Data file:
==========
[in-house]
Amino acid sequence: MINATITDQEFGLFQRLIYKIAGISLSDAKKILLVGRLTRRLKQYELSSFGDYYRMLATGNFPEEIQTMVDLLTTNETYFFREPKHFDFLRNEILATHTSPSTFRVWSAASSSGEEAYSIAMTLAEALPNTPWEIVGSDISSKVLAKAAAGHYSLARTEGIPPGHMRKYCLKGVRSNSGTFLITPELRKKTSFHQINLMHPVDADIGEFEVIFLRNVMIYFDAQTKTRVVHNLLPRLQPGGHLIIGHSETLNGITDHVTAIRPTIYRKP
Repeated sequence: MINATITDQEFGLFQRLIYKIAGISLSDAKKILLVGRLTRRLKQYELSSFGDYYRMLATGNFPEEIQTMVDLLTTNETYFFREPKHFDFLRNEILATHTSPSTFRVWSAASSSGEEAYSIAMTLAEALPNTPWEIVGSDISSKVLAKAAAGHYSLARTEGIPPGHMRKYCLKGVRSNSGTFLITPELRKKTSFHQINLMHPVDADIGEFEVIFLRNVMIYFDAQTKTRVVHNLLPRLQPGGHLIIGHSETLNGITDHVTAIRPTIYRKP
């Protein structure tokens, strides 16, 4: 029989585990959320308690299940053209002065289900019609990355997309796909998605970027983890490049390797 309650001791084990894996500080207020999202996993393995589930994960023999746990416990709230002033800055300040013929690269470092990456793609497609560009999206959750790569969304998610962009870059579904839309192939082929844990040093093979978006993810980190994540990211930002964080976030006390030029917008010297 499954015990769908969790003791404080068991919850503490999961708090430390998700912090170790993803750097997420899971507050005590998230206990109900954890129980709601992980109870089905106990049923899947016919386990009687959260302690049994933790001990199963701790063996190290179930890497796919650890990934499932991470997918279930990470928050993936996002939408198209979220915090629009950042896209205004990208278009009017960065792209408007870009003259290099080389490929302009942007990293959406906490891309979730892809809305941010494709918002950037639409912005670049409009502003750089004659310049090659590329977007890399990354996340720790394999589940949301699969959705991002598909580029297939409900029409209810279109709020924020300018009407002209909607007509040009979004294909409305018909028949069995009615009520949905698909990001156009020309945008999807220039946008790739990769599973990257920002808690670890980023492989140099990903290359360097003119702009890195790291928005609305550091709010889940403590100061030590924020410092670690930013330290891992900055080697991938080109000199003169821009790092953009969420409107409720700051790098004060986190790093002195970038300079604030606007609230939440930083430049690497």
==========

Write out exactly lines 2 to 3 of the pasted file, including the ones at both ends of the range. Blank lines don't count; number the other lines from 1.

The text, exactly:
Amino acid sequence: MINATITDQEFGLFQRLIYKIAGISLSDAKKILLVGRLTRRLKQYELSSFGDYYRMLATGNFPEEIQTMVDLLTTNETYFFREPKHFDFLRNEILATHTSPSTFRVWSAASSSGEEAYSIAMTLAEALPNTPWEIVGSDISSKVLAKAAAGHYSLARTEGIPPGHMRKYCLKGVRSNSGTFLITPELRKKTSFHQINLMHPVDADIGEFEVIFLRNVMIYFDAQTKTRVVHNLLPRLQPGGHLIIGHSETLNGITDHVTAIRPTIYRKP
Repeated sequence: MINATITDQEFGLFQRLIYKIAGISLSDAKKILLVGRLTRRLKQYELSSFGDYYRMLATGNFPEEIQTMVDLLTTNETYFFREPKHFDFLRNEILATHTSPSTFRVWSAASSSGEEAYSIAMTLAEALPNTPWEIVGSDISSKVLAKAAAGHYSLARTEGIPPGHMRKYCLKGVRSNSGTFLITPELRKKTSFHQINLMHPVDADIGEFEVIFLRNVMIYFDAQTKTRVVHNLLPRLQPGGHLIIGHSETLNGITDHVTAIRPTIYRKP